Office-to-Resi Conversions Might Save Downtowns and Help Alleviate Housing Shortage


Demand for rental housing has arguably never been higher. Current mortgage rates of about 6 percent have caused a 24 percent drop in pending home sales, about 16 percent fewer homes being listed for sale, and 9 percent of sellers switching from “for sale” to “for rent,” according to the National Association of Realtors’ data.

It also means there are 32 percent fewer active buyers compared to last year, with many renting to save until rates decrease, according to This dynamic has made the rental market increasingly more competitive, leading average monthly rents to climb 6.9 percent year-over-year to $1,970 across the U.S., according to Rentcafe, with an average of eight renters competing for one vacant apartment.

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Between high rent prices and even higher mortgage rates, many consumers, businesses and legislators are desperately seeking solutions to create more affordable housing options.  

One practice that could bring some relief and provide much-needed rental space are office-to-apartment building conversions. Many cities across the U.S. are struggling with largely empty central business districts (CBDs) as a large number of people continue to work from home in the wake of the pandemic. That in turn has resulted in more unused office space, especially in CBDs. Last year, the national office vacancy rate reached an almost three-decade high of roughly 17 percent, according to a report from CBRE (CBRE)

Hence, office-to-residential conversions — albeit quite challenging and costly, as they require new plumbing and electrical installations, among many other extensive logistics — might spell some relief in metros such as Los Angeles. L.A.’s downtown has suffered from a monumental office vacancy, which was close to 23 percent as of the fourth quarter, according to research from JLL (JLL). Yet parts of Downtown L.A. have been doing quite well, namely the Arts District, given its much larger residential component and the resulting ancillary services, such as food & beverage and retail, as compared with the neighboring CBD.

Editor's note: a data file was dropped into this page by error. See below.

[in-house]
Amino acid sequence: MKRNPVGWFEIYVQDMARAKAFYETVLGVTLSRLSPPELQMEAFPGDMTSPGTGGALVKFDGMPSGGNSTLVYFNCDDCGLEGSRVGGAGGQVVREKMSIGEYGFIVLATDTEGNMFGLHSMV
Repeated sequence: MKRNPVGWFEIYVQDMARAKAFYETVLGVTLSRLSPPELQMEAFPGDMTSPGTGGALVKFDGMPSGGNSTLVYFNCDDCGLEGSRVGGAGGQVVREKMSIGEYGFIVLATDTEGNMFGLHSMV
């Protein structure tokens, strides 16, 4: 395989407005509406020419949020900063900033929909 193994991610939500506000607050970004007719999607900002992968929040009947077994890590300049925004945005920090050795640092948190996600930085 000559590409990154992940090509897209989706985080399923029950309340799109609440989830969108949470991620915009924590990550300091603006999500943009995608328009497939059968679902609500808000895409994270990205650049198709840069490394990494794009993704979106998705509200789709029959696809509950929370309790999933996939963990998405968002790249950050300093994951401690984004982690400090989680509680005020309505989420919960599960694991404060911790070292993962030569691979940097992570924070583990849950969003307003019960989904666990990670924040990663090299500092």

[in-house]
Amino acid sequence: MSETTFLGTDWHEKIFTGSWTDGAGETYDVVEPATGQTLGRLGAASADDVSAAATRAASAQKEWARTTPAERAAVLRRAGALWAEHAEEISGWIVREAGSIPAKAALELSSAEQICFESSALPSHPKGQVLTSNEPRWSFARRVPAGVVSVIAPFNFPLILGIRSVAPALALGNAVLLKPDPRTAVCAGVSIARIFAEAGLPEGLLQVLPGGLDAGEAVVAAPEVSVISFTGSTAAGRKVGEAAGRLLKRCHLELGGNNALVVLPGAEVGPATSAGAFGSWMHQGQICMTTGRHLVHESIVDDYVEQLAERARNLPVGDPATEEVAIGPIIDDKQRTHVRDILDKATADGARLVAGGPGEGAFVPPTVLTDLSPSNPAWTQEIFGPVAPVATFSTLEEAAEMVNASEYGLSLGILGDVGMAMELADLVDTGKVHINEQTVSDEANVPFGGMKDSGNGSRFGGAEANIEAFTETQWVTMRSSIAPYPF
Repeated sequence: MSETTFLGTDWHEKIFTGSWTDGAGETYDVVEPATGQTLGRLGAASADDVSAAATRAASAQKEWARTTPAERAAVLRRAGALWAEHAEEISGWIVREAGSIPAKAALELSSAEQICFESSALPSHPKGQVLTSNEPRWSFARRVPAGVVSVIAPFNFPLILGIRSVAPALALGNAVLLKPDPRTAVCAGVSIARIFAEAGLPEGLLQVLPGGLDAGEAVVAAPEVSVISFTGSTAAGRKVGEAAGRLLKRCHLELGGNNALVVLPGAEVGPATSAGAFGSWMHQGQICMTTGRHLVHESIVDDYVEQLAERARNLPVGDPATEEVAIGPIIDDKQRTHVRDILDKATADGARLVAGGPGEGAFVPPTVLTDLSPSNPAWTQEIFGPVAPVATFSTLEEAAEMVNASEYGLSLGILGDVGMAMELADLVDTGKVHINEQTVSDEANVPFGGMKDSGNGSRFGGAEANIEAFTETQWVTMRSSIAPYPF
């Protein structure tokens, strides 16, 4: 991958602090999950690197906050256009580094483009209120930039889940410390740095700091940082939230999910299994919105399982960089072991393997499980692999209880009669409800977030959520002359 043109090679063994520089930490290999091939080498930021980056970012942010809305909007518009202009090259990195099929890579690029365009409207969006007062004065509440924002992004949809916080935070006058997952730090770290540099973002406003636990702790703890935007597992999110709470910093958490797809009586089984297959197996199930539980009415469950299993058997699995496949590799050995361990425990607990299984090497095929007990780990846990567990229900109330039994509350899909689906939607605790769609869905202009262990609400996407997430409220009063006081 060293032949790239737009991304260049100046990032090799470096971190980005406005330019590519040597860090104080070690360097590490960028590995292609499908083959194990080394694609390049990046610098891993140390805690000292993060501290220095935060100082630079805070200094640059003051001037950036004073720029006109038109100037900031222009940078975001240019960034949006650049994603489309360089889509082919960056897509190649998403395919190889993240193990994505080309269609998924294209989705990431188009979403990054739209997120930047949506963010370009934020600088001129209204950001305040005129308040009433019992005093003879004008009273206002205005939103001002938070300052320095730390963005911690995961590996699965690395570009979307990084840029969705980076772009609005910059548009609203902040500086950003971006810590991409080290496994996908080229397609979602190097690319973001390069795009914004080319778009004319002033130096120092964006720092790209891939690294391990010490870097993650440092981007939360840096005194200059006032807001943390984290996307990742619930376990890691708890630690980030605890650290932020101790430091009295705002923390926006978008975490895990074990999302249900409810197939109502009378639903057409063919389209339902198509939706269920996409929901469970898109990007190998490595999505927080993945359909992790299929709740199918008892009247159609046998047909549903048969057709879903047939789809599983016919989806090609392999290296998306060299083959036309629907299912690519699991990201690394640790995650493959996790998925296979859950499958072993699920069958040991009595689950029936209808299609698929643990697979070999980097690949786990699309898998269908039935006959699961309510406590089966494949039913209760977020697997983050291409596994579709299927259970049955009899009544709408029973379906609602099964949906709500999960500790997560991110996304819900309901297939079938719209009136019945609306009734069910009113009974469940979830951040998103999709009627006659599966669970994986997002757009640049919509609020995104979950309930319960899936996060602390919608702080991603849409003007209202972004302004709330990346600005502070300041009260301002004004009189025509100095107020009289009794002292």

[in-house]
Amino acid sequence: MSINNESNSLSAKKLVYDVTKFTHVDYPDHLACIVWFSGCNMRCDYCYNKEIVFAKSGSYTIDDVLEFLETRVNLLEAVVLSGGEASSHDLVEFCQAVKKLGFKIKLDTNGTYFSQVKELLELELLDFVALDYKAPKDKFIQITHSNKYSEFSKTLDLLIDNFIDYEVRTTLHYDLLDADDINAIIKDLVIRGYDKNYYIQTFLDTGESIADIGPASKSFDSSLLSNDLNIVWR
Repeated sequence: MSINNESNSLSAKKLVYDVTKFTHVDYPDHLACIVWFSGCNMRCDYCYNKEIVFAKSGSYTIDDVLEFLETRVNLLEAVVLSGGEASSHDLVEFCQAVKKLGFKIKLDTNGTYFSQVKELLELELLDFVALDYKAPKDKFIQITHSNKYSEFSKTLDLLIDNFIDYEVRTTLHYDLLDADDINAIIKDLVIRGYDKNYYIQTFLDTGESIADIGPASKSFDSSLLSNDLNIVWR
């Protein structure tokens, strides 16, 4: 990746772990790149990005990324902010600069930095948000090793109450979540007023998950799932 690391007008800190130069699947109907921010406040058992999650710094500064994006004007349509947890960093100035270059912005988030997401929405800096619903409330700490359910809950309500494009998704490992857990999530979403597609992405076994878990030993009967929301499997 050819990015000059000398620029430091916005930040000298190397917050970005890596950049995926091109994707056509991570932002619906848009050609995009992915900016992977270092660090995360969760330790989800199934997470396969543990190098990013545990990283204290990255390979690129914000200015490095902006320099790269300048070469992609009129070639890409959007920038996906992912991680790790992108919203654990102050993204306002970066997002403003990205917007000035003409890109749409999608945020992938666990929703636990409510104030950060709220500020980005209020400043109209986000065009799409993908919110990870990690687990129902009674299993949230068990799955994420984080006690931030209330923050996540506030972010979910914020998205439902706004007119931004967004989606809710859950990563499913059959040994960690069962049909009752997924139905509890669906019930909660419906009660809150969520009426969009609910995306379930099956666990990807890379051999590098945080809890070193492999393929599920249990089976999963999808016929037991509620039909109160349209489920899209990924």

Some cities, such as Washington, D.C., have had similar struggles and are starting to take the leap to residential conversions. The city is currently converting five office buildings into rental housing in the “Golden Triangle,” its CBD.

Here in California, the so-called Office to Housing Conversion Act could help the push toward conversions. The bill is intended to make it easier to convert office space into housing in a state that has long struggled with a well-documented housing crisis. The proposal would try to ensure that the permitting process and local zoning laws aren’t hampering conversions. According to a RAND Corporation study, as many as 2,300 potentially underutilized commercial properties could result in between 72,000 to 113,000 rental units in Los Angeles County.

One thing is for sure: About 34 percent of people in the U.S. today are renters (that number is actually closer to 45 percent in California), and with current mortgage rates and affordability issues unlikely to diminish, this number is only going to increase. Therefore, any opportunity to provide additional rental space and to alleviate the housing shortage in this country is worth exploring.

 Michael Lucarelli is the CEO of RentSpree.